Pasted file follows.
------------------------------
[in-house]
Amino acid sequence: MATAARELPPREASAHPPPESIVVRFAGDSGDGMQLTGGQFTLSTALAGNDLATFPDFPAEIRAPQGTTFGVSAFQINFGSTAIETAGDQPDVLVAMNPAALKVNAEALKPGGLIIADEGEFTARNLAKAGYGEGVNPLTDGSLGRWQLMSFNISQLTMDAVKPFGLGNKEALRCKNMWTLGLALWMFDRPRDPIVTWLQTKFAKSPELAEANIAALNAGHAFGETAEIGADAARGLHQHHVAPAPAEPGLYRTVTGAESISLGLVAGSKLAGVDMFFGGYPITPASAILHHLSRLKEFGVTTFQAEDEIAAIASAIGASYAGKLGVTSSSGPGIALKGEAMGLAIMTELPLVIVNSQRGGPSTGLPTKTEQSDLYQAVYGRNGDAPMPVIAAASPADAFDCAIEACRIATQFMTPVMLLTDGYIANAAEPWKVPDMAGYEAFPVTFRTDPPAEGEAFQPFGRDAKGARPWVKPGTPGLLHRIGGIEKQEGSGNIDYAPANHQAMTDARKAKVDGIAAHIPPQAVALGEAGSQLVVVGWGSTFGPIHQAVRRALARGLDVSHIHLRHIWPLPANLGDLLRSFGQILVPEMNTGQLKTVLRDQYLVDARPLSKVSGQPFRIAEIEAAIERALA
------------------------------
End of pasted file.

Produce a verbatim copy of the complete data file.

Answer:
[in-house]
Amino acid sequence: MATAARELPPREASAHPPPESIVVRFAGDSGDGMQLTGGQFTLSTALAGNDLATFPDFPAEIRAPQGTTFGVSAFQINFGSTAIETAGDQPDVLVAMNPAALKVNAEALKPGGLIIADEGEFTARNLAKAGYGEGVNPLTDGSLGRWQLMSFNISQLTMDAVKPFGLGNKEALRCKNMWTLGLALWMFDRPRDPIVTWLQTKFAKSPELAEANIAALNAGHAFGETAEIGADAARGLHQHHVAPAPAEPGLYRTVTGAESISLGLVAGSKLAGVDMFFGGYPITPASAILHHLSRLKEFGVTTFQAEDEIAAIASAIGASYAGKLGVTSSSGPGIALKGEAMGLAIMTELPLVIVNSQRGGPSTGLPTKTEQSDLYQAVYGRNGDAPMPVIAAASPADAFDCAIEACRIATQFMTPVMLLTDGYIANAAEPWKVPDMAGYEAFPVTFRTDPPAEGEAFQPFGRDAKGARPWVKPGTPGLLHRIGGIEKQEGSGNIDYAPANHQAMTDARKAKVDGIAAHIPPQAVALGEAGSQLVVVGWGSTFGPIHQAVRRALARGLDVSHIHLRHIWPLPANLGDLLRSFGQILVPEMNTGQLKTVLRDQYLVDARPLSKVSGQPFRIAEIEAAIERALA